With the daunting realization that divorces can be expensive and emotionally and mentally exhaustive, a lot of divorcing couples are now turning to collaborative law. The point behind collaborative law is to circumvent litigation by mediating all of the issues in the case. The expectation is that both parties will be forthright with their income, expenses, and any other financial issues in the case. It is understood that the parties wish to be open and participate in the progress in good faith.
However, there are certain situations when collaborative law is not for everyone; and when it fails, it fails miserably. If you or your spouse meet any of the criteria below, collaborative law is probably not for you:
a. Income – your spouse is not a W-2 wage earner and you think he earns more money than he really does. If this is the case, collaborative law will not work as you will need to initiate discovery in order to determine your spouse’s true income. If you are the spouse that is not a W-2 wage earner, your spouse should have been intimately involved in your finances to know that you are telling the truth.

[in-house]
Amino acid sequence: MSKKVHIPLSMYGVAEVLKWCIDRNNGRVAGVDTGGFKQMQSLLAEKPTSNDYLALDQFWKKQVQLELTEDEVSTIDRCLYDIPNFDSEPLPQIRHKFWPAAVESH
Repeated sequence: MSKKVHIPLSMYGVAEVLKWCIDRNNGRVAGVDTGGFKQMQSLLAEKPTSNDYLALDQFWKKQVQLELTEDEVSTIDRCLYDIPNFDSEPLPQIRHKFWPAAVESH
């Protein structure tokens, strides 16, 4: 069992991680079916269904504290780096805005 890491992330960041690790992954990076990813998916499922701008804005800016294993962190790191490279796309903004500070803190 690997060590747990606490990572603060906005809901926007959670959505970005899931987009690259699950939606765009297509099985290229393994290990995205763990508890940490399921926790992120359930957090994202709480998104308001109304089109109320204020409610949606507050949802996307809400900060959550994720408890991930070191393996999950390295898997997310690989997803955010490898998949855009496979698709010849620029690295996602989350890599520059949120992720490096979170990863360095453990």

b. Business Expenses- if you or your spouse have a business, your spouse should be able to trust that the business expenses you claim as deductions are legit, and that the business is worth what you say its worth. If you have previously padded your expenses for tax purposes during the marriage, your spouse will probably suspect that you will do the same again in order to downplay the value of the property. The business would have to be evaluated and that issue on its own may need to be litigated.
c. Dissipation/Contribution Claims- If you or your spouse believe that the other has wasted marital funds on non-marital sources and would like that money to be reimbursed to the marital estate, there will probably not be an agreement on this issue in mediation. Similarly, if you believe that you should be reimbursed for money that you contributed to the other’s non-marital estate, then its likely that your spouse will disagree. Both of these issues would require extensive discovery.
These three are some of the major points that are litigated in court as the parties are not likely to agree in mediation. However, if you and your spouse trust each other enough to know that they will disclose their true income and expenses, and has not depleted any marital sources, collaborative law may be a good starting point for you.